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Health / Concern over impact of e-cigarettes

Health board chair Gary Robinson said there remains a “big question” around the effects of vaping

NHS Shetland is continuing to see patients who find themselves more dependent on vaping than they were on smoking, according to officials.

The issue of e-cigarettes was raised at a meeting of the NHS Shetland board on Tuesday morning as public health and planning principal Elizabeth Robinson highlighted a reduction in the numbers of local people accessing services to help them stop smoking.

A report said that “despite ongoing efforts to engage with patients through primary care we have seen a reduction in numbers accessing services”.

It added that “given our low rates of smoking, those that we do see are often quite complex requiring more intense behavioural support for longer”.

The stop smoking ‘Quit Your Way’ programme was relaunched in September, and the results of this are yet to be seen.

Robinson noted that people were using vaping – or e-cigarettes – as an alternative to smoking, but she confirmed following a question from board member Lisa Ward that there was no way of recording people’s use.

The devices allow people to inhale nicotine in a vapour rather than smoke, meaning they do not burn tobacco and do not produce harmful tar or carbon monoxide.

“Nationally vaping is increasing,” Robinson said.

“It should be used as a harm reduction approach, but we continue to see patients who feel they are more dependent on vaping than they were on smoking.”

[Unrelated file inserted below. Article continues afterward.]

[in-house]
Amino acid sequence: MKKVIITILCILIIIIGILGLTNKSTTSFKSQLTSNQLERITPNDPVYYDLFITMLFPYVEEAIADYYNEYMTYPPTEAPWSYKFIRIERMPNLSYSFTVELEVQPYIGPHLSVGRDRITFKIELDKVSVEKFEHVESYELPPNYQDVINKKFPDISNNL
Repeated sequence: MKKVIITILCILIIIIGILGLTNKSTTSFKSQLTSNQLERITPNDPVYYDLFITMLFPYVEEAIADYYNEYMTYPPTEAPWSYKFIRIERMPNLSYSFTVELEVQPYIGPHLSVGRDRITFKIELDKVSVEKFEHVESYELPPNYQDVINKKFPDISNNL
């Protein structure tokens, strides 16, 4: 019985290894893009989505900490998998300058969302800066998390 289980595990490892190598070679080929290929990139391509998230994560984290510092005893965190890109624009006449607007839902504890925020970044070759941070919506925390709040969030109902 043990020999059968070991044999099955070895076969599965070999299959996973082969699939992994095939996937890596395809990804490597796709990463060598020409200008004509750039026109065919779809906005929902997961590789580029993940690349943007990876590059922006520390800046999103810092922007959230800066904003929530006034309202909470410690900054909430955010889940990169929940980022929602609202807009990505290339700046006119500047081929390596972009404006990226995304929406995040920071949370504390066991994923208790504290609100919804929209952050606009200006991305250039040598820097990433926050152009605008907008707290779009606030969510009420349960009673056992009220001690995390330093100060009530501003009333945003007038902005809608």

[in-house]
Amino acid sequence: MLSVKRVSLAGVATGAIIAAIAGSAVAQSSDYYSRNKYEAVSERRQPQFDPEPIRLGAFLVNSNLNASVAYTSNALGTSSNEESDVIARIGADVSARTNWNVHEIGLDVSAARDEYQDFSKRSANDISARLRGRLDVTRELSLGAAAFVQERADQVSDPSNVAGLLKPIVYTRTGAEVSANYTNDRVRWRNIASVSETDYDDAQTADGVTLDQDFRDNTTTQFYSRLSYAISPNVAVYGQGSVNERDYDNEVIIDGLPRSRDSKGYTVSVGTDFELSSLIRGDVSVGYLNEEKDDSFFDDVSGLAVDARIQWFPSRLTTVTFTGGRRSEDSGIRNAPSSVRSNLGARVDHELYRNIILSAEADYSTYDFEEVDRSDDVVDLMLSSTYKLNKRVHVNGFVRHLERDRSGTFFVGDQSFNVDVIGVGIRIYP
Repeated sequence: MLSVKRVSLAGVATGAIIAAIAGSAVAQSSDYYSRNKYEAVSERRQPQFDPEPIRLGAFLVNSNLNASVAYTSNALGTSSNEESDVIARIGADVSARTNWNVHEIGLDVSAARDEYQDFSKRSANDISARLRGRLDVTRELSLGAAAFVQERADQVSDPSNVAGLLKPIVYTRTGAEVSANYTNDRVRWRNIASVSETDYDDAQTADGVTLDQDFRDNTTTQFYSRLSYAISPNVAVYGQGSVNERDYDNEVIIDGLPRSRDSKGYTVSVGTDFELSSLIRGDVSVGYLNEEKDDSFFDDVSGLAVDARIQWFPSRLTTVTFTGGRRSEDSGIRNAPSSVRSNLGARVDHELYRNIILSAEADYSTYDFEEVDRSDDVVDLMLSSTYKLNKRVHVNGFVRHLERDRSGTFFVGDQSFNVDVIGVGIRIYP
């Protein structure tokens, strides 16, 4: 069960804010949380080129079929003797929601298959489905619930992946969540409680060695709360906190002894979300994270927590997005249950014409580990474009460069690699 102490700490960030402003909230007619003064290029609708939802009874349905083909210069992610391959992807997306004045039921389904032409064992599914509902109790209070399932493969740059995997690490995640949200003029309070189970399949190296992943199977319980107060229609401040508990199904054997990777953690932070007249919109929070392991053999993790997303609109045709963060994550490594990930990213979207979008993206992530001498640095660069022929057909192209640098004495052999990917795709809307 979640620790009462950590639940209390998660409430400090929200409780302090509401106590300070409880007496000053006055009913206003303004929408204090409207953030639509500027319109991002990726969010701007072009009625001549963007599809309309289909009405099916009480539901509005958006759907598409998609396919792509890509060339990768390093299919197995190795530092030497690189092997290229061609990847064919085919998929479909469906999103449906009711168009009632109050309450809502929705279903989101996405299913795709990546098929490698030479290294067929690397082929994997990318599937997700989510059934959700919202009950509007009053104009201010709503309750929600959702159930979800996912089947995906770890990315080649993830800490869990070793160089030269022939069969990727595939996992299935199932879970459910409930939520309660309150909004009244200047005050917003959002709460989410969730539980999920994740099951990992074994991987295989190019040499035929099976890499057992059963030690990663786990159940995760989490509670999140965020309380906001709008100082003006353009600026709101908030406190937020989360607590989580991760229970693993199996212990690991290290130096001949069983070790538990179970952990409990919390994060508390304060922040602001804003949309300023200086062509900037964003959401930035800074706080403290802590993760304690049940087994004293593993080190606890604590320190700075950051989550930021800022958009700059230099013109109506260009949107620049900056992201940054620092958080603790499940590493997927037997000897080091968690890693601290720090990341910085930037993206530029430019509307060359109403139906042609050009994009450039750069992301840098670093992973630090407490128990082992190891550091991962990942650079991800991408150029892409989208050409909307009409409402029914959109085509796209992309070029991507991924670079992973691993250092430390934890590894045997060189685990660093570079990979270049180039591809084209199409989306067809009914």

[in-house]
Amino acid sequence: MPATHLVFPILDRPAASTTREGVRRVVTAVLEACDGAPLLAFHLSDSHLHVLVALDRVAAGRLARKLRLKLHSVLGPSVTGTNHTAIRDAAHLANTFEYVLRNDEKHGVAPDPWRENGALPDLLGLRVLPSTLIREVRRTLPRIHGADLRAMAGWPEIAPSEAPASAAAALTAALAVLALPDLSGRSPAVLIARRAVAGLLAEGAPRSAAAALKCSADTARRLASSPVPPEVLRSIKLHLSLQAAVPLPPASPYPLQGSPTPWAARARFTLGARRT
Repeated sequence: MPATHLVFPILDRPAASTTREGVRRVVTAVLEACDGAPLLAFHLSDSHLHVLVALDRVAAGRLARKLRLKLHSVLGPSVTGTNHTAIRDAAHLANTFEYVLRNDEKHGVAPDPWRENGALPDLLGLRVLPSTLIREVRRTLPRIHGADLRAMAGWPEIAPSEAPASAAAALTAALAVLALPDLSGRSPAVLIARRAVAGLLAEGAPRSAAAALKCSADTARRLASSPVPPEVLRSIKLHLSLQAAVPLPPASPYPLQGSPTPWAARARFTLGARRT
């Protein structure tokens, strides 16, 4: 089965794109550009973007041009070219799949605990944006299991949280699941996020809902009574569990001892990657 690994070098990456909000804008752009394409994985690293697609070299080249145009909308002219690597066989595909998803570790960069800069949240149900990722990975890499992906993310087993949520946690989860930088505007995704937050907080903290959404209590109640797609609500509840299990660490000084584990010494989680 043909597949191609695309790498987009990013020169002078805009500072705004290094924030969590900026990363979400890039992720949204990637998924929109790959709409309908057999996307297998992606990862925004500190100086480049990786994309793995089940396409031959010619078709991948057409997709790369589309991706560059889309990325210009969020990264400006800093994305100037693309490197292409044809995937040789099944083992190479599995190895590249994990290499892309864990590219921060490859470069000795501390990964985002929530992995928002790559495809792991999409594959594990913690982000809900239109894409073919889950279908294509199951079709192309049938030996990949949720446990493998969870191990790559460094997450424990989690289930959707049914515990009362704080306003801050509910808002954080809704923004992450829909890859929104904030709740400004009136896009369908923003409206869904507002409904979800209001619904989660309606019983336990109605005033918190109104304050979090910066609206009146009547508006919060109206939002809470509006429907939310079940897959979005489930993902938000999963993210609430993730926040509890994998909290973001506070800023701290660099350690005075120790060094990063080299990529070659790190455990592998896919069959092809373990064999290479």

Nationally NHS guidance is that e-cigarettes are “far less harmful than cigarettes and can help you quit smoking for good”.

The health service said they are “not completely risk free, but they carry a small fraction of the risk of cigarettes”.

They can come in various flavours, and concern has been raised over the allure of sweet vapes, particularly for younger people.

Robinson noted that “we don’t know the long-term effects” of vaping yet.

Board chair Gary Robinson issued a note of concern over the lack of clarity on the impact of e-cigarettes, particularly when cases of health issues were starting to be reported across the world.

“There’s still a big question around the effects of vaping,” he said.

“Is the message it’s better to quit altogether?”

“Absolutely,” Elizabeth Robinson replied.

The public health and planning principal added that the heath board is also looking to work more closely with the Shetland Foodbank and its client base to tackle social issues which could enable people to change their health behaviours.

Robinson said this may include areas like housing, money and employment to operate in a more “holistic” approach.